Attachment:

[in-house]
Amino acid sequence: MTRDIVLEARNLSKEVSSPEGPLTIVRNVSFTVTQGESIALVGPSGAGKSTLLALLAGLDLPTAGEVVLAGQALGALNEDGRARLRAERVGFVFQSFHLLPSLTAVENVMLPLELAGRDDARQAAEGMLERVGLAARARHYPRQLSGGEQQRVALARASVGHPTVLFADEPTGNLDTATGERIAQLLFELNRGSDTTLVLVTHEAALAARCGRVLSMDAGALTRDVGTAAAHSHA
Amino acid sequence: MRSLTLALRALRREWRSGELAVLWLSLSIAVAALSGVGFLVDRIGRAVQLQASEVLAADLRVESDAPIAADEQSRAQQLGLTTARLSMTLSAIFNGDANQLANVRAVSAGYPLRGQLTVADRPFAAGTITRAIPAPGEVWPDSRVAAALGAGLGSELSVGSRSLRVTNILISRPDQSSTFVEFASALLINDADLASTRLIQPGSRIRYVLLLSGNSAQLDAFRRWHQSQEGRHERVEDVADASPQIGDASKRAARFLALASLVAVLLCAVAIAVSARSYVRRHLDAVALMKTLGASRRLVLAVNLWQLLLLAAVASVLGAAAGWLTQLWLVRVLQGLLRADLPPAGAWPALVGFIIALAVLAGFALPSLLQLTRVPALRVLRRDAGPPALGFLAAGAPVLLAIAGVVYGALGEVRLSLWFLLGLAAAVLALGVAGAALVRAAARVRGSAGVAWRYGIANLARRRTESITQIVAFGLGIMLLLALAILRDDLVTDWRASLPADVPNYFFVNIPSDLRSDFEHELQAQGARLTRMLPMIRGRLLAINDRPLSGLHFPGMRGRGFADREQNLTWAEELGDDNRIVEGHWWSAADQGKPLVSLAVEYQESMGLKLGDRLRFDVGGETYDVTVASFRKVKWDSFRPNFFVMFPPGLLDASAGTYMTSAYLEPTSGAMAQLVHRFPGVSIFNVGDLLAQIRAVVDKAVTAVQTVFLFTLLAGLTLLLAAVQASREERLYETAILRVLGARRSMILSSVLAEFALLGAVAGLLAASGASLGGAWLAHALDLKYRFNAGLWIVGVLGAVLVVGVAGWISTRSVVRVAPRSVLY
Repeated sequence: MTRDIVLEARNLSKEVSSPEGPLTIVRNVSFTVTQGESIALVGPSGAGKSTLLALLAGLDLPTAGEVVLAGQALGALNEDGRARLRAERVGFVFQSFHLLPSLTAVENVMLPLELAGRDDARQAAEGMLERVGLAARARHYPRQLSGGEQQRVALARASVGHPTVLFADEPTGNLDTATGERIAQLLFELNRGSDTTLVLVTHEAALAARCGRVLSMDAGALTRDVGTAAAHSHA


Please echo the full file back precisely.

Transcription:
[in-house]
Amino acid sequence: MTRDIVLEARNLSKEVSSPEGPLTIVRNVSFTVTQGESIALVGPSGAGKSTLLALLAGLDLPTAGEVVLAGQALGALNEDGRARLRAERVGFVFQSFHLLPSLTAVENVMLPLELAGRDDARQAAEGMLERVGLAARARHYPRQLSGGEQQRVALARASVGHPTVLFADEPTGNLDTATGERIAQLLFELNRGSDTTLVLVTHEAALAARCGRVLSMDAGALTRDVGTAAAHSHA
Amino acid sequence: MRSLTLALRALRREWRSGELAVLWLSLSIAVAALSGVGFLVDRIGRAVQLQASEVLAADLRVESDAPIAADEQSRAQQLGLTTARLSMTLSAIFNGDANQLANVRAVSAGYPLRGQLTVADRPFAAGTITRAIPAPGEVWPDSRVAAALGAGLGSELSVGSRSLRVTNILISRPDQSSTFVEFASALLINDADLASTRLIQPGSRIRYVLLLSGNSAQLDAFRRWHQSQEGRHERVEDVADASPQIGDASKRAARFLALASLVAVLLCAVAIAVSARSYVRRHLDAVALMKTLGASRRLVLAVNLWQLLLLAAVASVLGAAAGWLTQLWLVRVLQGLLRADLPPAGAWPALVGFIIALAVLAGFALPSLLQLTRVPALRVLRRDAGPPALGFLAAGAPVLLAIAGVVYGALGEVRLSLWFLLGLAAAVLALGVAGAALVRAAARVRGSAGVAWRYGIANLARRRTESITQIVAFGLGIMLLLALAILRDDLVTDWRASLPADVPNYFFVNIPSDLRSDFEHELQAQGARLTRMLPMIRGRLLAINDRPLSGLHFPGMRGRGFADREQNLTWAEELGDDNRIVEGHWWSAADQGKPLVSLAVEYQESMGLKLGDRLRFDVGGETYDVTVASFRKVKWDSFRPNFFVMFPPGLLDASAGTYMTSAYLEPTSGAMAQLVHRFPGVSIFNVGDLLAQIRAVVDKAVTAVQTVFLFTLLAGLTLLLAAVQASREERLYETAILRVLGARRSMILSSVLAEFALLGAVAGLLAASGASLGGAWLAHALDLKYRFNAGLWIVGVLGAVLVVGVAGWISTRSVVRVAPRSVLY
Repeated sequence: MTRDIVLEARNLSKEVSSPEGPLTIVRNVSFTVTQGESIALVGPSGAGKSTLLALLAGLDLPTAGEVVLAGQALGALNEDGRARLRAERVGFVFQSFHLLPSLTAVENVMLPLELAGRDDARQAAEGMLERVGLAARARHYPRQLSGGEQQRVALARASVGHPTVLFADEPTGNLDTATGERIAQLLFELNRGSDTTLVLVTHEAALAARCGRVLSMDAGALTRDVGTAAAHSHA